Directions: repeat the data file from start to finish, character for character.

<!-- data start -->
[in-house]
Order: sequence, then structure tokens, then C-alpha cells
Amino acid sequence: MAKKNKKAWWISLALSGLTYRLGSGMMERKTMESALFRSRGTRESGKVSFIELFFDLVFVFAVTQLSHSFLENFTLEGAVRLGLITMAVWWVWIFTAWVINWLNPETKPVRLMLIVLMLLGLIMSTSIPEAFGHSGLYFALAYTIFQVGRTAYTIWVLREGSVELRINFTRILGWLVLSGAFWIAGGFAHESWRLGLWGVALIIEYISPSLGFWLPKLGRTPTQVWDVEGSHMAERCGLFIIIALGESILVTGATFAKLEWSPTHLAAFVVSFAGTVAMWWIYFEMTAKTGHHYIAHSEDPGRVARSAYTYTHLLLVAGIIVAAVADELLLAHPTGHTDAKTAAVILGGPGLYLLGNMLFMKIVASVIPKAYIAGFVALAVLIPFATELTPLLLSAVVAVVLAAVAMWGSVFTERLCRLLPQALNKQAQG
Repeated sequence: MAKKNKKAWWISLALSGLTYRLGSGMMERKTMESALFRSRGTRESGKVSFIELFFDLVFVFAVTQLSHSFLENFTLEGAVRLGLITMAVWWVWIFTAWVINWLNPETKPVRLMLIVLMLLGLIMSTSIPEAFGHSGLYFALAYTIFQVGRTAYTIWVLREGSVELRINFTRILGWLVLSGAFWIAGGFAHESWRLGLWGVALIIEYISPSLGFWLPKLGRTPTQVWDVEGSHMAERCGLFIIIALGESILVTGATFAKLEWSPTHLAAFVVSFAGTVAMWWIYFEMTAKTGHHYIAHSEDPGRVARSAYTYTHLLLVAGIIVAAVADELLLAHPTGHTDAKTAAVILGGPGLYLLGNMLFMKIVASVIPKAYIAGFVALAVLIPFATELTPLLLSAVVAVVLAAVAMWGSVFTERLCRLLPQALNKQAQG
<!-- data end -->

[in-house]
Order: sequence, then structure tokens, then C-alpha cells
Amino acid sequence: MAKKNKKAWWISLALSGLTYRLGSGMMERKTMESALFRSRGTRESGKVSFIELFFDLVFVFAVTQLSHSFLENFTLEGAVRLGLITMAVWWVWIFTAWVINWLNPETKPVRLMLIVLMLLGLIMSTSIPEAFGHSGLYFALAYTIFQVGRTAYTIWVLREGSVELRINFTRILGWLVLSGAFWIAGGFAHESWRLGLWGVALIIEYISPSLGFWLPKLGRTPTQVWDVEGSHMAERCGLFIIIALGESILVTGATFAKLEWSPTHLAAFVVSFAGTVAMWWIYFEMTAKTGHHYIAHSEDPGRVARSAYTYTHLLLVAGIIVAAVADELLLAHPTGHTDAKTAAVILGGPGLYLLGNMLFMKIVASVIPKAYIAGFVALAVLIPFATELTPLLLSAVVAVVLAAVAMWGSVFTERLCRLLPQALNKQAQG
Repeated sequence: MAKKNKKAWWISLALSGLTYRLGSGMMERKTMESALFRSRGTRESGKVSFIELFFDLVFVFAVTQLSHSFLENFTLEGAVRLGLITMAVWWVWIFTAWVINWLNPETKPVRLMLIVLMLLGLIMSTSIPEAFGHSGLYFALAYTIFQVGRTAYTIWVLREGSVELRINFTRILGWLVLSGAFWIAGGFAHESWRLGLWGVALIIEYISPSLGFWLPKLGRTPTQVWDVEGSHMAERCGLFIIIALGESILVTGATFAKLEWSPTHLAAFVVSFAGTVAMWWIYFEMTAKTGHHYIAHSEDPGRVARSAYTYTHLLLVAGIIVAAVADELLLAHPTGHTDAKTAAVILGGPGLYLLGNMLFMKIVASVIPKAYIAGFVALAVLIPFATELTPLLLSAVVAVVLAAVAMWGSVFTERLCRLLPQALNKQAQG